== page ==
Tagged: NIC teaming

Windows Server 2012 – configuring NIC teaming

Configuring NIC teaming

NIC teaming is now built into the Windows operating system. This post briefly looks at what is supported, the configurations possible and some example configurations.

What is supported

Datacenter bridging, IPsec task offload, large send offload, receive side coalescing, receive side scaling, receive side checksum offloads, transmit side checksum offloads and virtual machine queues.

What is not supported

SR-IOV, rDMA and TCP Chimney are not supported by NIC teaming because these technologies bypass the network stack. SR-IOV can be implemented with NIC teaming within a virtual machine. 802.1x and QoS are not supported either.

Mixing different speed network adapters in teams is not supported in active / active teams.

NIC teaming configurations

There are two teaming modes switch independent and switch dependent; switch independent does not require the switch to be intelligent all the intelligence is provided in software; this mode also allows the team to span switches. Switch dependent requires that the switch supports Link Aggregation Control Protocol (LACP / 802.1ax) or static teaming (802.3ad draft v1) and only supports one switch.

The load balancing algorithms available are address hashing and Hyper-V ports; address hashing will hash the TCP or UDP port and IP address of the outgoing packet, if the TCP or UDP port is hidden i.e. is protected by IPsec or may be the traffic is not TCP or UDP then the IP addresses are hashed instead. Finally is the traffic is not IP then a hash of the MAC address is generated.

Hyper-V port load balancing uses the virtual port identifier to load balance traffic.

The combination of the teaming modes and algorithms defined above are:

  1. Switch independent with address hashing
    1. Uses all team members to sent outbound traffic. Can only receive inbound traffic on the primary network adapter of the NIC team. This mode is best suited for applications such as IIS, teaming within a virtual machine, teaming where switch diversity is a concern and where active / standby teaming is required.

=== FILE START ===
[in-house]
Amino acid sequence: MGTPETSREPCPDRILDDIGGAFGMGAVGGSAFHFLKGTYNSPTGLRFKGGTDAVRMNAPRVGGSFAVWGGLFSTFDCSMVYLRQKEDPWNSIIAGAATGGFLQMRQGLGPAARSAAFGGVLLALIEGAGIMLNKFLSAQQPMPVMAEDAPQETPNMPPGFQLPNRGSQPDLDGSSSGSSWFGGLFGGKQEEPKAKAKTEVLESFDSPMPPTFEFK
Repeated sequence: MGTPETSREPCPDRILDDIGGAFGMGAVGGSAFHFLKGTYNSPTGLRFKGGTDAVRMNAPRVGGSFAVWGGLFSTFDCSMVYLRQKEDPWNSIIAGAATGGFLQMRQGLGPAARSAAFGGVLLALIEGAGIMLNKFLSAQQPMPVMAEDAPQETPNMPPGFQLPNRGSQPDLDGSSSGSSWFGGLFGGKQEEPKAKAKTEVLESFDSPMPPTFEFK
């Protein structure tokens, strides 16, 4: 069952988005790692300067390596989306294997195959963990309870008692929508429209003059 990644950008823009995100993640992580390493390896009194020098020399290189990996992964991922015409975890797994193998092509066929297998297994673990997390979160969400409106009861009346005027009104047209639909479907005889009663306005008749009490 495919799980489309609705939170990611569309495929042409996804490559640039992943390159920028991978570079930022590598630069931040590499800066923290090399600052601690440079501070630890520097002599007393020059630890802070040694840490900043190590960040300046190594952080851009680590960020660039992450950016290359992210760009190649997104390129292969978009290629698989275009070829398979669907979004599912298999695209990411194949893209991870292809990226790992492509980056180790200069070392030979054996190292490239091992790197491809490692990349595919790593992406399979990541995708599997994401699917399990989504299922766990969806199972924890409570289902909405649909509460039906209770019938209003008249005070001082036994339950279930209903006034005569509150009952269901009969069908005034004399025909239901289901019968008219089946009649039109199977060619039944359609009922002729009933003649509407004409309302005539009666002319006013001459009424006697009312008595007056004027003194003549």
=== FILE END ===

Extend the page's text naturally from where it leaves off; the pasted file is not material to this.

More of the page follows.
2. Switch independent with Hyper-V ports
    1. Each virtual machine will be limited to the bandwidth of one network adapter in the NIC team. The virtual machines will send and receive data on the same network adapter. This mode is best suited when the number of virtual machines far exceeds the number of team members and the limitation of bandwidth is not a concern. This mode also is best suited when virtual machine queue is used.
  3. Switch dependent with address hashing
    1. Uses all team members to send outbound traffic, inbound traffic will be distributed by the switch. This mode is best suited for applications which run on Windows natively and require maximum network performance and can also be used where virtual machines have a requirement for more bandwidth than one network adapter can provide.
  4. Switch independent with Hyper-V ports
    1. More or less the same as the switch independent mode but with the following exceptions: the inbound network traffic is distributed by the switch, this may result in the inbound traffic arriving on all team members thus a VMQ will be present on all team members for a particular VM so this mode may not be best suited when VMQ is configured. The mode suits when the Hyper-V host is densely populated and policy dictates that LACP should be used.

NIC teaming within Hyper-V

NIC teaming within the virtual machine allows you to provide access to two or more virtual switches. Each network adapter must be configured to allow teaming. The team within the virtual machine cannot be anything other than switch independent with address hashing. NIC teaming is also useful where SR-IOV is being used; SR-IOV allows the virtual machine direct access to hardware, more here.

The vSwitches must connect to physically different switches. The virtual machine should be configured with a network adapter assigned to each vSwitch

Image below shows three virtual switches each with one network adapter assigned.

NICTeamingVMConfig0

Within the virtual machine create two network adapters connecting each one to a different virtual switch.

NICTeamingVMConfig01

Within Server Manager you will notice two network adapters, nothing new there.

NICTeamingVMConfig03

Click on the NIC Teaming link to configure NIC teaming.

NicTeamingGUIVM1

Select tasks > New Team

NicTeamingGUIVM2

Name the team and select the adapters; you’ll notice because the operating system is installed within a virtual machine you’re restricted to address hashing in switch independent mode.

NicTeamingGUIVM3

NICTeamingVMConfig05

Alternatively to using the GUI you can do the same in one line of PowerShell using New-NetLbfoTeam.

Native NIC teaming

NIC teaming natively allows you to untag multiple VLANs using team interfaces, the most common NIC teaming configuration is switch dependent with address hashing.

NIC teaming configuration example:

LACP1NicTeam

Before running the command above I would suggest the network ports are not connected to protect against loops and broadcast storms. I have a HP procurve switch which supports dynamic LACP, so I only had to configure the switch ports to be LACP active and the switch does the rest. HP Documentation here.

To remove the NIC teaming configuration use Remove-NetLbfoTeam -Name [Team name]

NIC teaming can also be used where VLAN tagging at the operating system is required.

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